In days past, the sun’s rays at noon on winter solstice were carefully marked, attended. The sun in northern American latitudes would be at the lowest place in the sky for a year, thereafter rising higher daily to the summer solstice noon in June. These two times, winter and summer solstice, were known as meridian passage.
Elsie Clews Parsons made note of the Isleta Pueblo marking light on winter solstice day.
In the roof of the ceremonial room there is a hole through which at noon the sun shines on a spot on the floor near where the chief stands….All sing the song of “pulling down the sun.”…This is noon time when for a little while the Sun stands still .
Humans, singing, help pull the sun down. And, by singing again, humans push the sun up. Although scientifically un-plausible, the ceremony embeds connection with the sun in a metaphorical sense that, in turn, reflects the empirical, august, palpable unity that people need with one another to sing their lives into another yearly cycle with nature.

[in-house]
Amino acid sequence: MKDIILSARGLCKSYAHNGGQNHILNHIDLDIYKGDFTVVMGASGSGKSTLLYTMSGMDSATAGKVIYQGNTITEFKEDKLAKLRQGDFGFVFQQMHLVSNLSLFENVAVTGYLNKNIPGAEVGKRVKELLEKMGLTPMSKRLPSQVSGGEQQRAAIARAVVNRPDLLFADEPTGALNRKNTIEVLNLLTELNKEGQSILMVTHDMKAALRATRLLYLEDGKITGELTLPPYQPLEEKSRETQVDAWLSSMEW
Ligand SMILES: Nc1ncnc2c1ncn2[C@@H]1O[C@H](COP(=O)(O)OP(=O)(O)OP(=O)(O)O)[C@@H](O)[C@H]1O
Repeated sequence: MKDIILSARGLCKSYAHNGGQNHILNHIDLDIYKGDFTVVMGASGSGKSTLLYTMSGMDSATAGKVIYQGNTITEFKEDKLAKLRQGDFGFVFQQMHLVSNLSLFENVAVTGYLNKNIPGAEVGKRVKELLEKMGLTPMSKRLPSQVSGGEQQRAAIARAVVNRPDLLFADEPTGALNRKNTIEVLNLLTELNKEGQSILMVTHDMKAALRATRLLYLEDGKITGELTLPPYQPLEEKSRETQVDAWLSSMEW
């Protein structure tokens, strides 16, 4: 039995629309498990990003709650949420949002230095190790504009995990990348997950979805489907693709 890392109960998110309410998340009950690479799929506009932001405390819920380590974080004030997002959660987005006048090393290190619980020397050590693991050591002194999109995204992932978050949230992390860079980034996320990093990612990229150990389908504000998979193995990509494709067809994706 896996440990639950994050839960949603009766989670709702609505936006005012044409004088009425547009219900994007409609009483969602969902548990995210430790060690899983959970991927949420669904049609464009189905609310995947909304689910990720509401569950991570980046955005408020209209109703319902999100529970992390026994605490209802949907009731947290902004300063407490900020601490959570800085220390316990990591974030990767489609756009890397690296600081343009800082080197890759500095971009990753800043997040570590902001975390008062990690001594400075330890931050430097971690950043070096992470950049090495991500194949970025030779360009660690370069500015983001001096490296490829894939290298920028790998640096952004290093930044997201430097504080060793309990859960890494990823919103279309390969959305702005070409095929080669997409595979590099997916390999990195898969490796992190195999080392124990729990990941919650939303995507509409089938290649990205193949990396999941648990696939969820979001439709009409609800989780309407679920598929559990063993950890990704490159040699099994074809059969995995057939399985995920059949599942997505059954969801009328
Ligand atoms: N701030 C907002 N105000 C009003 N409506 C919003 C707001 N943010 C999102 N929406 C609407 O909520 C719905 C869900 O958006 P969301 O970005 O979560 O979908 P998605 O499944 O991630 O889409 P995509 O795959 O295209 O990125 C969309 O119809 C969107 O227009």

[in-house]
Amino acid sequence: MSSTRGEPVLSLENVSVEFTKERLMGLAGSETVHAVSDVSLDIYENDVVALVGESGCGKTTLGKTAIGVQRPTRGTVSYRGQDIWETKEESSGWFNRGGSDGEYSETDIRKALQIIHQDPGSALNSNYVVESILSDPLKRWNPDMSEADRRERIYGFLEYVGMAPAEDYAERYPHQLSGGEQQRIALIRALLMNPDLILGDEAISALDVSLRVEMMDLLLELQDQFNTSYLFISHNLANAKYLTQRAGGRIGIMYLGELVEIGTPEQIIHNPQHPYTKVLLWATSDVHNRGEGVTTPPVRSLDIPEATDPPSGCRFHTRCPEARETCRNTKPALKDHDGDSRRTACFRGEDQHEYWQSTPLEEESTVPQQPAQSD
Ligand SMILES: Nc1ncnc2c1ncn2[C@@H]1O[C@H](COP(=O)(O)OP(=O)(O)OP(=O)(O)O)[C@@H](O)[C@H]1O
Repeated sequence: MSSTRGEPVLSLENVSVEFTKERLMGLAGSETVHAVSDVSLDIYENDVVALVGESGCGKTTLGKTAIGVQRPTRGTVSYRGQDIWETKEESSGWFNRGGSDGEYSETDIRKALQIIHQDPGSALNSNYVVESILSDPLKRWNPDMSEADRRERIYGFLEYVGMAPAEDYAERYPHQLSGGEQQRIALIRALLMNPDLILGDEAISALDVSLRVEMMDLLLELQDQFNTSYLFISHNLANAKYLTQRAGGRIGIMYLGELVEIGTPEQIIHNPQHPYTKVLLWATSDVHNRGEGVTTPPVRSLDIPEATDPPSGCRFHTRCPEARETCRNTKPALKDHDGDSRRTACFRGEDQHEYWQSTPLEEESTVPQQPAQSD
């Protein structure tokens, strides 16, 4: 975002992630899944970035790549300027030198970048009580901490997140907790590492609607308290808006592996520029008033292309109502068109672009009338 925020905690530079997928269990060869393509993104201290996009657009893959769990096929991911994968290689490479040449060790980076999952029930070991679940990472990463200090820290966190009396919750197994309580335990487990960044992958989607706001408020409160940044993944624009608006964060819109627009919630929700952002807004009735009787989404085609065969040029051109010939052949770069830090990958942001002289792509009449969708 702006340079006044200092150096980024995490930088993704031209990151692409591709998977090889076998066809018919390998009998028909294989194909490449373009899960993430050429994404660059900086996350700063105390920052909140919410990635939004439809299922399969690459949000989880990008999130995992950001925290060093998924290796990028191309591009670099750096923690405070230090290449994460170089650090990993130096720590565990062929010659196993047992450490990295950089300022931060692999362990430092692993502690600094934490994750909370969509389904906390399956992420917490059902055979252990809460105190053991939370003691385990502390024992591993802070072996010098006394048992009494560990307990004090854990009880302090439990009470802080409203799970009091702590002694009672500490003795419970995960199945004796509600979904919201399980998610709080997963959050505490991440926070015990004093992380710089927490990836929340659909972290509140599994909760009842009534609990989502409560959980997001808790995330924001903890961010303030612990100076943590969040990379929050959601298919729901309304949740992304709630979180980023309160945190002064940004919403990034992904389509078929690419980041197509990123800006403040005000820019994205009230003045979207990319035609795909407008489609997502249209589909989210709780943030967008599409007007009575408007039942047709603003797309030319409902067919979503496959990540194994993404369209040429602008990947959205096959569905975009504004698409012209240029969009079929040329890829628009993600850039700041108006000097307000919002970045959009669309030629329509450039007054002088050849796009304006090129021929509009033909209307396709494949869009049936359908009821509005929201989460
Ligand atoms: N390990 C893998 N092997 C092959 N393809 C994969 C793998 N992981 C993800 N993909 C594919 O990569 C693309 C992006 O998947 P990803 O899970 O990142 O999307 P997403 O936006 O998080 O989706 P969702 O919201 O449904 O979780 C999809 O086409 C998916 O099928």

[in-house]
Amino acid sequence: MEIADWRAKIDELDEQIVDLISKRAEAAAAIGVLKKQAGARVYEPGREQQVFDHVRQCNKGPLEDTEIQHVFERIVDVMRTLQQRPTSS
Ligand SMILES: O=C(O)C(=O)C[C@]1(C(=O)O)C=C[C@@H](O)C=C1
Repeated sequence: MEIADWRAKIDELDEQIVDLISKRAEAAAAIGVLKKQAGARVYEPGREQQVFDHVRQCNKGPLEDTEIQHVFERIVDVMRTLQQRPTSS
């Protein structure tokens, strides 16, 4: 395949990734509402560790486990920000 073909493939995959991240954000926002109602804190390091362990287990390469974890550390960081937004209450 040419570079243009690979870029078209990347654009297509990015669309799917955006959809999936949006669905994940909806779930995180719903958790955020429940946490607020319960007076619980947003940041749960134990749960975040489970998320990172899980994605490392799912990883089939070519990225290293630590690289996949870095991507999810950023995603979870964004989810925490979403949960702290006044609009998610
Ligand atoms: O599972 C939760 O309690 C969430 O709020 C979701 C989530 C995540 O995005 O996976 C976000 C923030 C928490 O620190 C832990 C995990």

Elsie Clews Parsons, Forty-Seventh Annual Report of the Bureau of American Ethnology for the Years 1929-1930, pp. 193-466. Washington, D. C.: 1932. From Anna F. Sofaer and Rolf M. Sinclair, “Astronomical Markings on Fajada Butte,” in John B. Carlson and W. James Judge (eds.), Astronomy and Ceremony in the Prehistoric Southwest, Papers of the Maxwell Museum of Anthropology, No. 2, 1987, pp. 63-64.